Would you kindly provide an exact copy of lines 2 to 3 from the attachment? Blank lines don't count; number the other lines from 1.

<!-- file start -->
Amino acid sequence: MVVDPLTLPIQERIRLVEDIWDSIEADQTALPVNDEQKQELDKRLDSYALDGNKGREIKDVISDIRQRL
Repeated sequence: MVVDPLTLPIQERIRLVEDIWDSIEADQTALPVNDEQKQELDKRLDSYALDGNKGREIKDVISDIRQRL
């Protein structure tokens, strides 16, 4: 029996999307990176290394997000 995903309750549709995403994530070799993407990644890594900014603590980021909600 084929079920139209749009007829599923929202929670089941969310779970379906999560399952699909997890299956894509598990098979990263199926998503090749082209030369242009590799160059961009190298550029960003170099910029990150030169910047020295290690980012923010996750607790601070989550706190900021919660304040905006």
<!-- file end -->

Repeated sequence: MVVDPLTLPIQERIRLVEDIWDSIEADQTALPVNDEQKQELDKRLDSYALDGNKGREIKDVISDIRQRL
């Protein structure tokens, strides 16, 4: 029996999307990176290394997000 995903309750549709995403994530070799993407990644890594900014603590980021909600 084929079920139209749009007829599923929202929670089941969310779970379906999560399952699909997890299956894509598990098979990263199926998503090749082209030369242009590799160059961009190298550029960003170099910029990150030169910047020295290690980012923010996750607790601070989550706190900021919660304040905006």